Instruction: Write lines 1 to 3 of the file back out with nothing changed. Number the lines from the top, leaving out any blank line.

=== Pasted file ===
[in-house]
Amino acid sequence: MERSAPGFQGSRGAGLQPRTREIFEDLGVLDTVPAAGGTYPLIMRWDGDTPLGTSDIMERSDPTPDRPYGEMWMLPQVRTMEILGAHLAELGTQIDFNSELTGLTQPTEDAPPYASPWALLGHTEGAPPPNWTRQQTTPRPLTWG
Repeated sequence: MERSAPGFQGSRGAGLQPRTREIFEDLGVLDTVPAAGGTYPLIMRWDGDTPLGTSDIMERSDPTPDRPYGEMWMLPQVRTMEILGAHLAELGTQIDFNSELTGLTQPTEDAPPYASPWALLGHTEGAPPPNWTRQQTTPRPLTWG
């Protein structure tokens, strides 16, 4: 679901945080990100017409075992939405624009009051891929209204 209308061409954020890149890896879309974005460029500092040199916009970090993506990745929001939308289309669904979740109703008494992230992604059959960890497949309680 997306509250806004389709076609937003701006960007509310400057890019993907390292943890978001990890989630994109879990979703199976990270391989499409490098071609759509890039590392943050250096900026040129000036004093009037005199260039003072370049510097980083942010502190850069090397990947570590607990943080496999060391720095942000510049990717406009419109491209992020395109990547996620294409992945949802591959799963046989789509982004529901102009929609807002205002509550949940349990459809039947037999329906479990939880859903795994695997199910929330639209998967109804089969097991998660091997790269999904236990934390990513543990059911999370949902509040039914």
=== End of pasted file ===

[in-house]
Amino acid sequence: MERSAPGFQGSRGAGLQPRTREIFEDLGVLDTVPAAGGTYPLIMRWDGDTPLGTSDIMERSDPTPDRPYGEMWMLPQVRTMEILGAHLAELGTQIDFNSELTGLTQPTEDAPPYASPWALLGHTEGAPPPNWTRQQTTPRPLTWG
Repeated sequence: MERSAPGFQGSRGAGLQPRTREIFEDLGVLDTVPAAGGTYPLIMRWDGDTPLGTSDIMERSDPTPDRPYGEMWMLPQVRTMEILGAHLAELGTQIDFNSELTGLTQPTEDAPPYASPWALLGHTEGAPPPNWTRQQTTPRPLTWG